In 2010, Megan Helal, a nineteen year old college student in Texas, went with her boyfriend to his fraternity’s party at a local bar. After consuming 10-17 alcoholic beverages, Megan lost consciousness and died at the hospital. Her parents have now filed suit against the fraternity, Sigma Chi, alleging negligence and over-serving of alcohol and seeking $50,000 for medical and burial expenses. They contend that Megan’s death was the result of binge drinking facilitated by the fraternity at its event.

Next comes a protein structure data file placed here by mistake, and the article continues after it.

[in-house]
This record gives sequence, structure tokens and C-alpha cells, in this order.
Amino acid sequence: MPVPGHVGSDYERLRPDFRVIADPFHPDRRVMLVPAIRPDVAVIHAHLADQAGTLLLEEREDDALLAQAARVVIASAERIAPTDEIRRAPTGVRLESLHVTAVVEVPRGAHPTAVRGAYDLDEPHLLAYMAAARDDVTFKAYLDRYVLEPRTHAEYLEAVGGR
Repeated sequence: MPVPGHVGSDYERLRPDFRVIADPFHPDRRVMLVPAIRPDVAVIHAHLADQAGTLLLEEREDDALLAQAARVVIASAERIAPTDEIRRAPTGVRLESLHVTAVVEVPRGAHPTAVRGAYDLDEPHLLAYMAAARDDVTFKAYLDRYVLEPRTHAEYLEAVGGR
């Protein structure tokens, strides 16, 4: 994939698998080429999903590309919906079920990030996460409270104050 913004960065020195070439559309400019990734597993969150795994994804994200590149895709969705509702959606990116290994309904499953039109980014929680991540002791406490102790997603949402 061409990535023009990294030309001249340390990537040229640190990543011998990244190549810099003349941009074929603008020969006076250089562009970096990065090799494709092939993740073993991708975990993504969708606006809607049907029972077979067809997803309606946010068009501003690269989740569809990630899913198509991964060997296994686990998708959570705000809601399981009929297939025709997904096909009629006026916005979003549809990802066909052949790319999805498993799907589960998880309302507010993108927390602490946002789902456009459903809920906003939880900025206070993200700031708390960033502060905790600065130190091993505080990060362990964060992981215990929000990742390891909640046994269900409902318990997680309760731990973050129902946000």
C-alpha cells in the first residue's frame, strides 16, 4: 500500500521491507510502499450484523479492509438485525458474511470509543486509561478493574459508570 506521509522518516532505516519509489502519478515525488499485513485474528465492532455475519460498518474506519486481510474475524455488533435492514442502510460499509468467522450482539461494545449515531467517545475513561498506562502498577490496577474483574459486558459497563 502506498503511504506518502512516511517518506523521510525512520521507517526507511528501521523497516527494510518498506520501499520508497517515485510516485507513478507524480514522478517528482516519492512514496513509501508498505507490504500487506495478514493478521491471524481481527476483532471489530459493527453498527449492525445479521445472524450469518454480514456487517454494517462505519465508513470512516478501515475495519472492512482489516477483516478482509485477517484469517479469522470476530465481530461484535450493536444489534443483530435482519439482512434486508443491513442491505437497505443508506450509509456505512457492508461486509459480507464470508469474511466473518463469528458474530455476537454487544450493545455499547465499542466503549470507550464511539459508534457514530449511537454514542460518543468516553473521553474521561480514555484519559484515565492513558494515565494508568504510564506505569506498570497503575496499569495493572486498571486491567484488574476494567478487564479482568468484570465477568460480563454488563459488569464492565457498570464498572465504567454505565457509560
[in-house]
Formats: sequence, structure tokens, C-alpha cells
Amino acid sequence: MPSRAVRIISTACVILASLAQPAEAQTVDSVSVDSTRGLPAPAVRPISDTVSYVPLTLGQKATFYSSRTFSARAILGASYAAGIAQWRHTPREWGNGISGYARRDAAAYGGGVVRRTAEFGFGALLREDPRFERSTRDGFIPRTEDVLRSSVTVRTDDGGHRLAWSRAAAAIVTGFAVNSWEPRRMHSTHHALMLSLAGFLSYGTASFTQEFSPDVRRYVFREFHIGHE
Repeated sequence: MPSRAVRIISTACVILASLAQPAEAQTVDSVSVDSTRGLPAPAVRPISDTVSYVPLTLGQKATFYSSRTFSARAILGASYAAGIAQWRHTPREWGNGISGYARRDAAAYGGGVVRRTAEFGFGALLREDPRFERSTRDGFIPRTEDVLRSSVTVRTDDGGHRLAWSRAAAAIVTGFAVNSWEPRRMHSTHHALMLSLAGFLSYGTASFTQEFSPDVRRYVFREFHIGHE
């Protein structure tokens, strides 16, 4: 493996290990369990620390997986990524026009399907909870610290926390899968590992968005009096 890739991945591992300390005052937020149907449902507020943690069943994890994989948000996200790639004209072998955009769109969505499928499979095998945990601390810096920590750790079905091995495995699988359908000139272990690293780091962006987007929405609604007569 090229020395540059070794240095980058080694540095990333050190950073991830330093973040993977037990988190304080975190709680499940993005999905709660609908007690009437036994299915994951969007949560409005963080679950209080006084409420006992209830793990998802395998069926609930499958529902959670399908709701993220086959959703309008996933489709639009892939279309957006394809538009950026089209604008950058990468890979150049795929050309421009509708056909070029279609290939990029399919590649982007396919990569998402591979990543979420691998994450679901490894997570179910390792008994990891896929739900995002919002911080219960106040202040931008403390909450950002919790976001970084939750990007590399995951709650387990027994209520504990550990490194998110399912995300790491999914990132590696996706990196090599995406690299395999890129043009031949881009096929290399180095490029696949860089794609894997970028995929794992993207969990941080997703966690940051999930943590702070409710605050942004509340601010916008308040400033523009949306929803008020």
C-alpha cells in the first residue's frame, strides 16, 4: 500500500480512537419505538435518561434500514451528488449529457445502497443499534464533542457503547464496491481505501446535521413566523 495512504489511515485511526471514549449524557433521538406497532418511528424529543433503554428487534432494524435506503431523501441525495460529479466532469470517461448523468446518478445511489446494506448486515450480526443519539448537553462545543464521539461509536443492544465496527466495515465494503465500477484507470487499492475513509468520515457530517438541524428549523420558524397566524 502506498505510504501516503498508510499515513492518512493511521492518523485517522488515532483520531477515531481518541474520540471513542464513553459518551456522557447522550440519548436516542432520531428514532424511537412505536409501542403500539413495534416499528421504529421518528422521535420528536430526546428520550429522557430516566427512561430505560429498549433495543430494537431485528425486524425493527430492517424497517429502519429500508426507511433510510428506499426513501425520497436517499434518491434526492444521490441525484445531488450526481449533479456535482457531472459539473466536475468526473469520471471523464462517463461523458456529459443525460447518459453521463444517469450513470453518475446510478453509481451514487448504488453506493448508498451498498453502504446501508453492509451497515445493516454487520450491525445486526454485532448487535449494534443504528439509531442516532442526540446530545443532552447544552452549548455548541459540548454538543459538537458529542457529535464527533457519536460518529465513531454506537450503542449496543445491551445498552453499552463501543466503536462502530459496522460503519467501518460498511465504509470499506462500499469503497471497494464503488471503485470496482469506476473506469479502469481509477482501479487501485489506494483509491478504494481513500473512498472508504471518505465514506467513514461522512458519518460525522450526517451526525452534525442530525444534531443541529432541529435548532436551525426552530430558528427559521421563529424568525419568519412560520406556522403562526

To establish a similar negligence claim in Pennsylvania, a Philadelphia personal injury attorney needs to provide evidence that: (1) the fraternity owed the victim a duty to make sure she was not over-served alcohol; (2) that the fraternity breached its duty; (3) that there is a causal connection between the fraternity’s failure and the resulting injuries; and (4) that the victim sustained actual loss or damage. Kenner v. Kappa Alpha Psi Fraternity, Inc., 808 A.2d 178 (Pa. Super. 2002). Pennsylvania courts have not addressed this specific issue, but the Supreme Court of Pennsylvania has determined that a national governing body of a fraternity has no duty to monitor the activities of its individual chapters. Alumni Ass’n v. Sullivan. However, it is plausible that a bar, which serves alcohol to university students, and an individual chapter of a fraternity, who planned the event, may be considered social hosts for purposes of establishing a duty of care to event attendees. Individuals who have received injuries during the course of an event held by a university fraternity or sorority should seek advice from The Pearce Law Firm.